SALT - Thursday, 2 Adar I 5776 - February 11, 2016

  • Rav David Silverberg

            Yesterday, we noted the claim advanced by Chizkuni, in his commentary to Parashat Teruma (25:5), that the shittim wood, from which the planks, beams and other parts of the Mishkan were made, was especially lightweight.  Rashi, in two places, appears to disagree.  In Parashat Pekudei (39:33), the Torah tells that after all the components of the Mishkan were completed, the artisans brought them all to Moshe.  Rashi, citing the Midrash Tanchuma, explains:

[They brought it all to Moshe] because they were unable to erect it.  Since Moshe did not perform any of the work for the Mishkan, the Almighty left the erecting for him, as no person was able to erect it due to the heavy weight of the planks, as no person had the strength to stand them up straight, yet Moshe stood them up.

Moshe said before the Almighty: “How can they be erected by a human being?”

He said to him: “Work on it yourself, and it will seem as though you are erecting it, but it will be erected and stand by itself.”

According to Rashi, it seems, the planks were very heavy and nobody was strong enough to put them in their proper position without God’s supernatural assistance.

            It should be noted that although Rashi cites this account from the Tanchuma, the Tanchuma does not actually mention that the planks were too heavy for a person to make them stand.  Rather, the Tanchuma comments that Moshe said to God, “Master of the world, I do not know how to erect it.”  Moshe’s dilemma, according to this account, was not necessarily the weight of the planks, but rather the lack of knowledge needed to erect the Mishkan.  Rashi, however, understood the Tanchuma to mean that the planks were very heavy.

            Rashi makes a similar remark in his commentary to the Talmud.  The Mishna in Masekhet Shabbat (96a) cites the majority view among the Tanna’im that throwing an item on Shabbat from one private domain to another through a public domain does not constitute a Torah violation.  Although transferring an object on Shabbat in this fashion – from one private domain to another, through a public domain – indeed constitutes a Torah violation, throwing does not.  The reason, the Mishna explains, is that the model of the Shabbat prohibition against transferring objects from one domain to another is the transportation of the planks used for the Mishkan.  The planks were transferred from one wagon to another through the public domain, the Mishna comments, but they were not thrown from one wagon to another, and therefore throwing is not forbidden (on the level of Torah law).  Rashi explains that the planks could not be thrown, due to their weight.  Consistent with his view in his Torah commentary, and contrary to the opinion of Chizkuni, Rashi here expresses the position that the shittim was a weighty species of wood, and thus the planks of the Mishkan were very heavy.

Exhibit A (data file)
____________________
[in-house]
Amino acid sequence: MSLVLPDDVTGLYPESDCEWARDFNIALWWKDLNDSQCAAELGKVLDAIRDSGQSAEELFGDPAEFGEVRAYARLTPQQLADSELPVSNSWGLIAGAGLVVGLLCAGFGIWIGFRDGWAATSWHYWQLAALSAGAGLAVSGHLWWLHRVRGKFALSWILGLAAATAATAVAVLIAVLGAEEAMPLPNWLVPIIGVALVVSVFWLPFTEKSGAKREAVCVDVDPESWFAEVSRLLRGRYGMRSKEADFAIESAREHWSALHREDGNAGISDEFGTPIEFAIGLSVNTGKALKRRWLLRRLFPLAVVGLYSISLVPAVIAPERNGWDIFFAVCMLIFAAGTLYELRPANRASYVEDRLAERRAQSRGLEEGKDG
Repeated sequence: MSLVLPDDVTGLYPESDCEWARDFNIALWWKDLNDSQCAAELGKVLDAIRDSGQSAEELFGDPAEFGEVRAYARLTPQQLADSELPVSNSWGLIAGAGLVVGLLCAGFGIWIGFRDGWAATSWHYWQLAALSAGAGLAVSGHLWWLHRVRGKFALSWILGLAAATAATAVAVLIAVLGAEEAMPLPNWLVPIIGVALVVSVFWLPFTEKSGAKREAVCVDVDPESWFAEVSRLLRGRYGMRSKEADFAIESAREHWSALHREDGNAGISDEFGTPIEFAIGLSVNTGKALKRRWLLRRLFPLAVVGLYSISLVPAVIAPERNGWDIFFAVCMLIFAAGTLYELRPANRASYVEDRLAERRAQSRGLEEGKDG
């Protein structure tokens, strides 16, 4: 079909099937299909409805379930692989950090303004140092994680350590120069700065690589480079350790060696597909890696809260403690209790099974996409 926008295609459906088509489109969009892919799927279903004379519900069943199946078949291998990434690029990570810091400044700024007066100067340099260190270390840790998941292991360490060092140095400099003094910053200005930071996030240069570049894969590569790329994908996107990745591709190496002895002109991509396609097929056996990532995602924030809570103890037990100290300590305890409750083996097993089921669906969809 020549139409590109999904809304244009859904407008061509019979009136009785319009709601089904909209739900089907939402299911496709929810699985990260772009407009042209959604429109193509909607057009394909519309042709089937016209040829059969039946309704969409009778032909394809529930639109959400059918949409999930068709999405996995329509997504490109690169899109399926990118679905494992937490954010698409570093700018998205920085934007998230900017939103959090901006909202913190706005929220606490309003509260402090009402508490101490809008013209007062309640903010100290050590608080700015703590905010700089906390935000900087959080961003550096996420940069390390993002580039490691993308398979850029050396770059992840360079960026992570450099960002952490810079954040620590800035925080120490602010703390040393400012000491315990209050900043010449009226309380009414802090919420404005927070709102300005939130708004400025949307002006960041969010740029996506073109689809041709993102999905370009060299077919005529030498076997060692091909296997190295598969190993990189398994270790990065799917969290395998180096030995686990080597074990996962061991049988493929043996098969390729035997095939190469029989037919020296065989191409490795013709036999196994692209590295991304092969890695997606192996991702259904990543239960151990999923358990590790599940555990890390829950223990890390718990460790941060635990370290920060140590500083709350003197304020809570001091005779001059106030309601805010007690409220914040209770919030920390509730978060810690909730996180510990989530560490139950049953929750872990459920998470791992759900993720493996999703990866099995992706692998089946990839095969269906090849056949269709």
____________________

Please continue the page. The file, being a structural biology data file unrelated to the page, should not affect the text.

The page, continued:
Interestingly, some have suggested emending the text of Rashi’s commentary, such that the word “kovdan” (“their weight”) reads “kevodan” – “their honor.”  According to this text, Rashi follows the explanation presented by the Talmud Yerushalmi (Shabbat 11:5) that the planks of the Mishkan were not thrown because this would be disrespectful.  The standard version of the text, however, has the word “kovdan,” according to which Rashi refers to the heavy weight of the planks, consistent with his remarks in his Torah commentary, as discussed.

(See Rav Avraham Albert’s Birkat Avraham, Parashat Teruma)